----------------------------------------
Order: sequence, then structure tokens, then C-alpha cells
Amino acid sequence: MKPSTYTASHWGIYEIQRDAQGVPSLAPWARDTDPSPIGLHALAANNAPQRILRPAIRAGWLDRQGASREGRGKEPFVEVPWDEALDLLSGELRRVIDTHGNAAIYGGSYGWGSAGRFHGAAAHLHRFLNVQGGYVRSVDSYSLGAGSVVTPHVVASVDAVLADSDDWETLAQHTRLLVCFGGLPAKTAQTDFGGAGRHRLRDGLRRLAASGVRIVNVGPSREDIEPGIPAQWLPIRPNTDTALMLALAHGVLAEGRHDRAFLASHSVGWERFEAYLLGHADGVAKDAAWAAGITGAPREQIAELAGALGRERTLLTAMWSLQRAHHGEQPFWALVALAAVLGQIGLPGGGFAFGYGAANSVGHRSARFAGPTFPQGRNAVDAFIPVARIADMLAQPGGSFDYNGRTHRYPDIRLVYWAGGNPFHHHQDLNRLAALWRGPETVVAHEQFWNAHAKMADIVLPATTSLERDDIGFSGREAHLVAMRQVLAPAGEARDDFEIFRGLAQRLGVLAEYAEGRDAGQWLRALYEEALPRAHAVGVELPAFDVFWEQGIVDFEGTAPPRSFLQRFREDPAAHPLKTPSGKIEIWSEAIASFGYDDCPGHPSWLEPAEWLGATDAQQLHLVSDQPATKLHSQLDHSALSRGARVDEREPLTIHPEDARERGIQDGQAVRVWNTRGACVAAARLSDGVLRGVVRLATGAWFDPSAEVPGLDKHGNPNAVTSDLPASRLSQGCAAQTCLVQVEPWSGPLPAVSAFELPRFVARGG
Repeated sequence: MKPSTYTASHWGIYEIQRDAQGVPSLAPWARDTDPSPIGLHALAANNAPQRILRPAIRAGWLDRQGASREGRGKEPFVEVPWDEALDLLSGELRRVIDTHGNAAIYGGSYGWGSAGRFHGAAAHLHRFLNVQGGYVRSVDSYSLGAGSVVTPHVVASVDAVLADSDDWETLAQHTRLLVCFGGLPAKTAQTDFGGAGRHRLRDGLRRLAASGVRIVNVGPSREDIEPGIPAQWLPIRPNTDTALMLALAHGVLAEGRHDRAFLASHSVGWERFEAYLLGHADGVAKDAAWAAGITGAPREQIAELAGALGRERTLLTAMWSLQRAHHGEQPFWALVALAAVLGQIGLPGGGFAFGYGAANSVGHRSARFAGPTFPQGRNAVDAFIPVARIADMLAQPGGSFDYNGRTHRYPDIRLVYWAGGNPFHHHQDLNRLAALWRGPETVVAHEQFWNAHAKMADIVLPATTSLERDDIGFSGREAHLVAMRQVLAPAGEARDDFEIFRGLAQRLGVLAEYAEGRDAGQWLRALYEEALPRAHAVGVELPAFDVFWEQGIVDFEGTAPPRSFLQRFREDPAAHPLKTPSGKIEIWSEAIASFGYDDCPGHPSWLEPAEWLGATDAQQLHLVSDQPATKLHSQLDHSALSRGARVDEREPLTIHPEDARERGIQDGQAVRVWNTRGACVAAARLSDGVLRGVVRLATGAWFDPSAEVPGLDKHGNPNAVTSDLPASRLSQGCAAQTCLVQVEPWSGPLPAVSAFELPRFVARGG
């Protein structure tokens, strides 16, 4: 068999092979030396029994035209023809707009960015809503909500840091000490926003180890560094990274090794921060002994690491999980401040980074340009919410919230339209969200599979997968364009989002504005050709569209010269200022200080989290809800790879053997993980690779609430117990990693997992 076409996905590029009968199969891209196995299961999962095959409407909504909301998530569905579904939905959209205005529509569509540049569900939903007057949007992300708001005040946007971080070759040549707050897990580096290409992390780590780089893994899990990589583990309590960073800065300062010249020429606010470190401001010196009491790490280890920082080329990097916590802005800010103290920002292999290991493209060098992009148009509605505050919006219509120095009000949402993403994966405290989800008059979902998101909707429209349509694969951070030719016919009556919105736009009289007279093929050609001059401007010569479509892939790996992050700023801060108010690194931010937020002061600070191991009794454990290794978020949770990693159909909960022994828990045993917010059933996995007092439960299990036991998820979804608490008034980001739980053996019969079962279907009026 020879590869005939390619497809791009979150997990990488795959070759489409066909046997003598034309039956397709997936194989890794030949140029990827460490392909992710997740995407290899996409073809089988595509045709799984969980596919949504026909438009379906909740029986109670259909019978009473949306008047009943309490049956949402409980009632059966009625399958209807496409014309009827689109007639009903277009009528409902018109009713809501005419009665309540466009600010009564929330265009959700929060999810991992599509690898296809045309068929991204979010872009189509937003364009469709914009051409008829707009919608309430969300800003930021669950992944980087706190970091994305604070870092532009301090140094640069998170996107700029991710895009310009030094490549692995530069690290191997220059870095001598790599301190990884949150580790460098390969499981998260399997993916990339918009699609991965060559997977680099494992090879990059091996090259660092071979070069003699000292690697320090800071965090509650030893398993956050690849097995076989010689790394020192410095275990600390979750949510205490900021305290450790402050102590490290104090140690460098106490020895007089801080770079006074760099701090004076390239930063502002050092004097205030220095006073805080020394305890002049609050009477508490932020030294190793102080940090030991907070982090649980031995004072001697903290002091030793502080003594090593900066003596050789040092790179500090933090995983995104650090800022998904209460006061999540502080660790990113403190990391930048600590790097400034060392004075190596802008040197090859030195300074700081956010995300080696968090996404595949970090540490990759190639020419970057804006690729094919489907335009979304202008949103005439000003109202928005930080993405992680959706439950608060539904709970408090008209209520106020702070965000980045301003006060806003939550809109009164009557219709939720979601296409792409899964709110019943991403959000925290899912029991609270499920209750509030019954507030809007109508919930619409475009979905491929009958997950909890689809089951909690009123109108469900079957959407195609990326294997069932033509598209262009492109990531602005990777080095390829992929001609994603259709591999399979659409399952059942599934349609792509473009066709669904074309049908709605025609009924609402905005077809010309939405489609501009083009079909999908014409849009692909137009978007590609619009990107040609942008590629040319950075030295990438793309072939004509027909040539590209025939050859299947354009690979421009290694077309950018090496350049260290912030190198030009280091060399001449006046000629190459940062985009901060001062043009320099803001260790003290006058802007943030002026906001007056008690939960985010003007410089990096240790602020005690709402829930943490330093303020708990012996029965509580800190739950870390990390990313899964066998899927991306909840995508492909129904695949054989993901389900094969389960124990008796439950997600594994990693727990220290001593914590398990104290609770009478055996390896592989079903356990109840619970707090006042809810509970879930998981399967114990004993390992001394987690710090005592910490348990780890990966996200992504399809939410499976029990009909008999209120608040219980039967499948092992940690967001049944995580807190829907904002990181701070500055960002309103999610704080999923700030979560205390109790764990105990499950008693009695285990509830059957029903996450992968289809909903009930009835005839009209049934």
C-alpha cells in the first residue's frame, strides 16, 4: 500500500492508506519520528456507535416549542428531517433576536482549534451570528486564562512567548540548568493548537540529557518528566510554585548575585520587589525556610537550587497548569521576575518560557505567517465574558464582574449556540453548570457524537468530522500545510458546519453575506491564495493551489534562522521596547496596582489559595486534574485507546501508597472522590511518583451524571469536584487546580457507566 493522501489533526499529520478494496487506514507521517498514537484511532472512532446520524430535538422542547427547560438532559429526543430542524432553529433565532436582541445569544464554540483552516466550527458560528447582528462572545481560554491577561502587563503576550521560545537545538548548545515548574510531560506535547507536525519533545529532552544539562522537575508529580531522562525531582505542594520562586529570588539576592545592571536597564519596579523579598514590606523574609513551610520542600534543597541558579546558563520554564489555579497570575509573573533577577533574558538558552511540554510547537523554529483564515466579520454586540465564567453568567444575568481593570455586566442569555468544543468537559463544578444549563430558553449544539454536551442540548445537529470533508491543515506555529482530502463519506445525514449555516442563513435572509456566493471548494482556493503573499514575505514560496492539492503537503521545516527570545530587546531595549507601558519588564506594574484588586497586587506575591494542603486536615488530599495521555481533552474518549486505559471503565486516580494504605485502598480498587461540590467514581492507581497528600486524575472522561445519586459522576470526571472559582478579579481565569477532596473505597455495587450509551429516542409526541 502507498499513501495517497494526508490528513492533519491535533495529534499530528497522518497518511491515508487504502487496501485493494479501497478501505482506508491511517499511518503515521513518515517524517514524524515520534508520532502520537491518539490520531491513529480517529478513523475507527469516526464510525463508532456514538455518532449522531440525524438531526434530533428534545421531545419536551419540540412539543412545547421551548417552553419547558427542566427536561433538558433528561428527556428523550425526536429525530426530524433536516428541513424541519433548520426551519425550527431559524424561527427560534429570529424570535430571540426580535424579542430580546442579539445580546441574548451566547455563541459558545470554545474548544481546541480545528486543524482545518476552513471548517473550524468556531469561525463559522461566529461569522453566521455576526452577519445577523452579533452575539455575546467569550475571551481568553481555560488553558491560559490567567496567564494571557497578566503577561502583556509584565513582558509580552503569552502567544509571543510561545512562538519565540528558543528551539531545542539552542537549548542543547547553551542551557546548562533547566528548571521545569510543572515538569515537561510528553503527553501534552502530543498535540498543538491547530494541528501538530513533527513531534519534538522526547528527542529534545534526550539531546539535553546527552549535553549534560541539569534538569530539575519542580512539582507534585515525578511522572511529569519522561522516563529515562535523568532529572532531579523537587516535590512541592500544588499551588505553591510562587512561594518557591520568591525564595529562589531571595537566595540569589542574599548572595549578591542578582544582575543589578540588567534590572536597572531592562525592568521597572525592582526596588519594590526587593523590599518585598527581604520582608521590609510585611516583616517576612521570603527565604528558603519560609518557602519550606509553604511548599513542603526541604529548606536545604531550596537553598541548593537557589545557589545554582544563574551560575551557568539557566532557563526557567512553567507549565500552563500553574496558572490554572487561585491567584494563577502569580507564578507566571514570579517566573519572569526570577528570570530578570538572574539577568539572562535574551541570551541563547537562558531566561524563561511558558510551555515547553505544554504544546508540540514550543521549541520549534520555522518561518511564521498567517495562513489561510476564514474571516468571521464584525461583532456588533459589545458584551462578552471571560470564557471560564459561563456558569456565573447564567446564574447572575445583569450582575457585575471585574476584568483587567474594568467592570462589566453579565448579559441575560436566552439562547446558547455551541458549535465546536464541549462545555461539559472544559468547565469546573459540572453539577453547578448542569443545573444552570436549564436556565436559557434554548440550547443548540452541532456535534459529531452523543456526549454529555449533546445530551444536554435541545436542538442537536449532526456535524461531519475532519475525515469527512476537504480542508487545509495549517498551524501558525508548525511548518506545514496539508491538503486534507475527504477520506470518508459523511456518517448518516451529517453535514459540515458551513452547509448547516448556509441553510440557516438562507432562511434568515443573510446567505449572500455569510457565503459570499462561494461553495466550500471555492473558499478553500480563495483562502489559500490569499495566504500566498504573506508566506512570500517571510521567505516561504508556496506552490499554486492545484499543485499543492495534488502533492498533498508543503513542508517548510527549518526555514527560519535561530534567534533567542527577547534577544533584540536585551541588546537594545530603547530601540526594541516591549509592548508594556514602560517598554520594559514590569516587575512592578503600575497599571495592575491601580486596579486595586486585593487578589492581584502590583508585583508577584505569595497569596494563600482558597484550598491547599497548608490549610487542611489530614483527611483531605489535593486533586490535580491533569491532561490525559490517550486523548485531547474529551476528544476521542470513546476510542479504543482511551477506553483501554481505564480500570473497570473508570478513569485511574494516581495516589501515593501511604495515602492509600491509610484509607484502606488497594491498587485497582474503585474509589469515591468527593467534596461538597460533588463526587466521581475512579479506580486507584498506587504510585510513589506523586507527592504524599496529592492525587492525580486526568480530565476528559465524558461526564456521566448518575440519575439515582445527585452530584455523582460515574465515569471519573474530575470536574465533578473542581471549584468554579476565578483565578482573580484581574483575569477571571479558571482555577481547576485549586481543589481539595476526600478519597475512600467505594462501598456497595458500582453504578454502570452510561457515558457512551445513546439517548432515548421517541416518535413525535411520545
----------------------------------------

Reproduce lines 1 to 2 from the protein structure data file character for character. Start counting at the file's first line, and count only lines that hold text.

Order: sequence, then structure tokens, then C-alpha cells
Amino acid sequence: MKPSTYTASHWGIYEIQRDAQGVPSLAPWARDTDPSPIGLHALAANNAPQRILRPAIRAGWLDRQGASREGRGKEPFVEVPWDEALDLLSGELRRVIDTHGNAAIYGGSYGWGSAGRFHGAAAHLHRFLNVQGGYVRSVDSYSLGAGSVVTPHVVASVDAVLADSDDWETLAQHTRLLVCFGGLPAKTAQTDFGGAGRHRLRDGLRRLAASGVRIVNVGPSREDIEPGIPAQWLPIRPNTDTALMLALAHGVLAEGRHDRAFLASHSVGWERFEAYLLGHADGVAKDAAWAAGITGAPREQIAELAGALGRERTLLTAMWSLQRAHHGEQPFWALVALAAVLGQIGLPGGGFAFGYGAANSVGHRSARFAGPTFPQGRNAVDAFIPVARIADMLAQPGGSFDYNGRTHRYPDIRLVYWAGGNPFHHHQDLNRLAALWRGPETVVAHEQFWNAHAKMADIVLPATTSLERDDIGFSGREAHLVAMRQVLAPAGEARDDFEIFRGLAQRLGVLAEYAEGRDAGQWLRALYEEALPRAHAVGVELPAFDVFWEQGIVDFEGTAPPRSFLQRFREDPAAHPLKTPSGKIEIWSEAIASFGYDDCPGHPSWLEPAEWLGATDAQQLHLVSDQPATKLHSQLDHSALSRGARVDEREPLTIHPEDARERGIQDGQAVRVWNTRGACVAAARLSDGVLRGVVRLATGAWFDPSAEVPGLDKHGNPNAVTSDLPASRLSQGCAAQTCLVQVEPWSGPLPAVSAFELPRFVARGG